Existing home sales data
The National Association of Realtors is reporting a 0.8% drop in existing home sales in April, a 12.9% drop from April 2010 (which was near the end of the home buyer tax credit). Distressed homes accounted for over one in three homes sold in April, up 4% from April 2010.
The national median existing home price was $163,700, down 5% from April 2010. Although this number is down, NAR Chief Economist Lawrence Yun calls this rate “remarkably stable” as it has been in the $160-170 range for three years now.
Yun said the market is underperforming. Yun also noted, “Given the great affordability conditions, job creation and pent-up demand, home sales should be stronger. Although existing-home sales are expected to trend up unevenly through next year, unnecessarily tight credit is continuing to restrain the market, along with a steady level of low appraisals that result in contract cancellations. Although sales are clearly up from the cyclical lows of last summer, home sales are being held back 15 to 20 percent due to the very restrictive loan underwriting standards.”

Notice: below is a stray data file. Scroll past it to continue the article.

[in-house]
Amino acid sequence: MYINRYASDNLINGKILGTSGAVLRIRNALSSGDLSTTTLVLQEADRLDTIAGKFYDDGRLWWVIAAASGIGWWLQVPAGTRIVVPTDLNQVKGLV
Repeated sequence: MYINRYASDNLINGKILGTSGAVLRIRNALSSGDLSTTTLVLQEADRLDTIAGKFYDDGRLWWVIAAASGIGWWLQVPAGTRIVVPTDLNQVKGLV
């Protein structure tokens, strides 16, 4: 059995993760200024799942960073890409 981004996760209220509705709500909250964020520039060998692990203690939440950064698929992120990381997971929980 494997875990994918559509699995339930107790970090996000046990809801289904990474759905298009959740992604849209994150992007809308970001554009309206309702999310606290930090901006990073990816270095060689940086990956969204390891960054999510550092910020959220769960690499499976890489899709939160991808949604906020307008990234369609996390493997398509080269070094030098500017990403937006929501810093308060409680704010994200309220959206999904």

NAR President Ron Phipps said, “We want to ensure that qualified buyers will be able to own their property on a sustained basis from a sound credit evaluation, but banks needn’t be so stingy as to only lend to those with the highest credit scores. Very high shares of cash purchases, and high credit score requirements, have led to historically low default rates among home buyers over the past two years. This trend implies a gulf is opening between those who can and cannot have access to the American dream of home ownership. At the same time, existing guidelines from Freddie Mac and Fannie Mae must be fully implemented so all appraisals are done by valuators with local expertise.”